Basic Computer Security/Why some computers still get sick
Why Some Computers Still Get sick[edit | edit source]
Malware has existed for nearly as long as Unix. In fact one of the first malware applications was a rootkit for Unix, documented by Cohen. It allowed a back door into the superuser account by bypassing the password. The unique thing about it, was that it was embedded in the Compiler, so that you couldn't compile a version of UNIX without incorporating it.
You would think that by now, most forms of malware, would be found and defended against. However that assumes that the people who are defending are always honest, and that new ways of creating malware are not always being built. This assumption is not realistic. There is no reason to believe that those who are hired to defend against malware in one environment will do so for another as well. In fact, there is reason for mistrust, since often the security professional that is fixing one type of invasion, is laying the seeds for the next.
Consider the compiler. You would think that Cohen's article would have us look at the compiler and eliminate all chance of it being used as a vehicle for malware, but instead we find that every compiler manufacturer, is known to have bugs in its standard library functions that open them to use as a vehicle for breaking the software.
How about virus defenders? well one virus scanner, actually hired virus hackers to test its software. The result is that ever since, that particular virus utility has been vulnerable to hackers. Why, well, it turns out that there is an industry that gathers information on attempts to defend against malware and attempts to foil them, just like there is an industry that gathers information on malware and attempts to defend against them. These two industries are in constant conflict and nations are often underwriting the bad guys. Every step you take to protect yourself is countered by the next generation of malware.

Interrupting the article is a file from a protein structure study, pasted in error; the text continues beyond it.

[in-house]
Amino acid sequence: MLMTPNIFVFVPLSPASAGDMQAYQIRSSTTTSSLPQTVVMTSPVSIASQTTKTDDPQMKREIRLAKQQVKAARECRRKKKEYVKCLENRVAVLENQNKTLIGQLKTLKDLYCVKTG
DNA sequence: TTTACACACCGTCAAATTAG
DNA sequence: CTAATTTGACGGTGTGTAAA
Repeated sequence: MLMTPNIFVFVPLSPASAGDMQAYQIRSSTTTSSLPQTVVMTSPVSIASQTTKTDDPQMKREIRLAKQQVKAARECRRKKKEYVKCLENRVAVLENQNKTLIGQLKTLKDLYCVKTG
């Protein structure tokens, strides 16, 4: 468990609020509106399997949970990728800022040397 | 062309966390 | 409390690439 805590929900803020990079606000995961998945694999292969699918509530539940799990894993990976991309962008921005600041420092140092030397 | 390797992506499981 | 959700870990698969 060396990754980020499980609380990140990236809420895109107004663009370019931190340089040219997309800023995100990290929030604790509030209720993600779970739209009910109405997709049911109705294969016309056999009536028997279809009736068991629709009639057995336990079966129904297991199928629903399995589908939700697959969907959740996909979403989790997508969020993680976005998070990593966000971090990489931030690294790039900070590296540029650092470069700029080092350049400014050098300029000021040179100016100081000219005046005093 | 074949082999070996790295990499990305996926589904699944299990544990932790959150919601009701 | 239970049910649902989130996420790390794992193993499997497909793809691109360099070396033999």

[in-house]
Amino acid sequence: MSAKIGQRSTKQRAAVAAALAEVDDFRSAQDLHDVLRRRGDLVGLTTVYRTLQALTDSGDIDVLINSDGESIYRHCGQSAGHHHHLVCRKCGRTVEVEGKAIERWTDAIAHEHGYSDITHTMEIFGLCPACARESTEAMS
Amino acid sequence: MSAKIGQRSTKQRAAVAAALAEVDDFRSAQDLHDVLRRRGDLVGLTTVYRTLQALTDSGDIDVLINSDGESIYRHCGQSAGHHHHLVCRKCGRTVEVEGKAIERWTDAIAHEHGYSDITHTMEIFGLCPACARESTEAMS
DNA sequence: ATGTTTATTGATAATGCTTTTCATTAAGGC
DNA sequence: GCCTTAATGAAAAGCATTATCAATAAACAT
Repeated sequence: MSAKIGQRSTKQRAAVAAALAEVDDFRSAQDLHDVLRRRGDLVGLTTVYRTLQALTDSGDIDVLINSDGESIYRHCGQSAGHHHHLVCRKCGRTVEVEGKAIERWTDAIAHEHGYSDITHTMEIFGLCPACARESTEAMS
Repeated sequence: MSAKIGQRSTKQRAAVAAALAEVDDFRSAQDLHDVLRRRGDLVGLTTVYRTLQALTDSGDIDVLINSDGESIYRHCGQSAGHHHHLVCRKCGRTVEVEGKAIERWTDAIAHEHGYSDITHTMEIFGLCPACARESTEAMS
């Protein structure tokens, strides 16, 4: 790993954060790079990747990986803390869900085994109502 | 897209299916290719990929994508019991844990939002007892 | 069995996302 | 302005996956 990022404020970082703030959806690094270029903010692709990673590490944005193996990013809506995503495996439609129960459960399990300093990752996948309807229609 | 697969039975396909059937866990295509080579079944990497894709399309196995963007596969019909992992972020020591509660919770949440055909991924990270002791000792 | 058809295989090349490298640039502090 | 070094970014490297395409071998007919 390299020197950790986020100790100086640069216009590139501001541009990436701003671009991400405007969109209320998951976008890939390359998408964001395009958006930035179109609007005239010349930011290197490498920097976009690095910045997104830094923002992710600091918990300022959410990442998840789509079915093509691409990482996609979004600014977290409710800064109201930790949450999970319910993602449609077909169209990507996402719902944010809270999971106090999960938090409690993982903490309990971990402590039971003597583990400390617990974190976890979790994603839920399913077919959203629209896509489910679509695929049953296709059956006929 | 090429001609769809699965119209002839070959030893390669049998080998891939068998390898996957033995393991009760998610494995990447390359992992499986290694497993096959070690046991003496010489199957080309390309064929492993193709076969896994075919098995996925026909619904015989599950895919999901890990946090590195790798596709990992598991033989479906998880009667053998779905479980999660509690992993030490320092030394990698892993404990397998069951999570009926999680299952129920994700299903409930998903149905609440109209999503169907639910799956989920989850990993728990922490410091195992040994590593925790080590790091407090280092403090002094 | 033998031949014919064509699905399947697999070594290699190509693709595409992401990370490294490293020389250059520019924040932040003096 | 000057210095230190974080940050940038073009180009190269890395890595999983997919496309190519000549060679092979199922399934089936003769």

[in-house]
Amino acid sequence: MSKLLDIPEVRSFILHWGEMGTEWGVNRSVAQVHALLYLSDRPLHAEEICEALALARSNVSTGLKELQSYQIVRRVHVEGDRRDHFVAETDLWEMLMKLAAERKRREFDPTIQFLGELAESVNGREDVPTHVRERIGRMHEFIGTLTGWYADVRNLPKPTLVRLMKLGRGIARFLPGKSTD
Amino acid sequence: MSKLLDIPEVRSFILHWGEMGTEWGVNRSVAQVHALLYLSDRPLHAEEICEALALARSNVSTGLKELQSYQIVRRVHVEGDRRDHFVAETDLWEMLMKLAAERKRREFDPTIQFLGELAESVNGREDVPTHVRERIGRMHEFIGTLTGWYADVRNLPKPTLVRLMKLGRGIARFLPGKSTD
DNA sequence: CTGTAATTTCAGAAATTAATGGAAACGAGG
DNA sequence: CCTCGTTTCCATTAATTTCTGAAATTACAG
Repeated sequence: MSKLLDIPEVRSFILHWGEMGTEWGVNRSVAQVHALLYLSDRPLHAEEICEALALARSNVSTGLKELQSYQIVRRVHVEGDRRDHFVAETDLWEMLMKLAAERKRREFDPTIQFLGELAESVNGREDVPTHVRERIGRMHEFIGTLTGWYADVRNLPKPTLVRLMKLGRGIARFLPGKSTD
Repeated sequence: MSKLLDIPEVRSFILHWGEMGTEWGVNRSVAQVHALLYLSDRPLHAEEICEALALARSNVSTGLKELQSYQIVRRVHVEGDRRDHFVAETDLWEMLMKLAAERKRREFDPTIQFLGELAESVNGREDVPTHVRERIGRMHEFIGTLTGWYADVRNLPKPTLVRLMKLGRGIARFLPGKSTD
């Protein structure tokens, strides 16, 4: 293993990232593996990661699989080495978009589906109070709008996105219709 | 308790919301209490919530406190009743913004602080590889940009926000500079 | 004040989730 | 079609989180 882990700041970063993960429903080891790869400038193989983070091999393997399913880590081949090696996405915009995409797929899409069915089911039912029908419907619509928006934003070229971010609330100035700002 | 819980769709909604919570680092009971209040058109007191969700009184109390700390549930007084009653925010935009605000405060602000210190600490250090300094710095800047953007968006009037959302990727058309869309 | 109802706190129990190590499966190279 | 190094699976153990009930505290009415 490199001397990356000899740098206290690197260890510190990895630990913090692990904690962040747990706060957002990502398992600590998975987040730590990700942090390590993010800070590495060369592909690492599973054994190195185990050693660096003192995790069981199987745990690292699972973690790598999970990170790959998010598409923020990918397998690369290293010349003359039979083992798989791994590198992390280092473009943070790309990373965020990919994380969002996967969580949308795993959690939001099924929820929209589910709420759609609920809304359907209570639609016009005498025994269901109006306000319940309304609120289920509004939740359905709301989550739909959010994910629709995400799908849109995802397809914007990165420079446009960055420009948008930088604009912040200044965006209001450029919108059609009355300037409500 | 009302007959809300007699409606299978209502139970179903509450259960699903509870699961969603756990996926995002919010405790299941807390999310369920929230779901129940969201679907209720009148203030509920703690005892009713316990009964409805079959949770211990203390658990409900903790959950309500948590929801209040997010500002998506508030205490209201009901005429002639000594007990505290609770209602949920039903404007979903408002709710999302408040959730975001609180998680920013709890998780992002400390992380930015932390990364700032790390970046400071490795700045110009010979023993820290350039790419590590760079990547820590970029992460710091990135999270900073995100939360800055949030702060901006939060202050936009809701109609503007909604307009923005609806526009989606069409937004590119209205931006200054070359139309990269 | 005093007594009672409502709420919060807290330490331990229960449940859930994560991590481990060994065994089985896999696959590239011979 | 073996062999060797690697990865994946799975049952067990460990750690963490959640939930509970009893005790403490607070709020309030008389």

Worse, some of the worst malware, is not even a virus, but is software that perverts the design of the system software in order to embed its own version of a software package that might under other conditions be valuable, or attractive. Today everyone has heard of Pop-up blockers, but few realize that the reason we need them, is that someone at Microsoft had this wonderful idea that they should trigger a sub-window to advertise, whenever someone signed onto MSN. The malware mavins figured out how to corrupt the concept, and suddenly people were faced with a flurry of windows that they had to get rid of before they could read the base page. Malware mavins didn't care if the advertisements were tasteful or not, so many of the advertisements ended up being for porn sites. When enough little old ladies and parents complained, the pop-up blocker was developed. Note that in quite a few cases, pop-ups can still get through, for instance just last week I had 61 tabs for a single site, pop up on my browser. However instead of loading with the page, they now have to wait for the user to trigger an anchor that has been corrupted.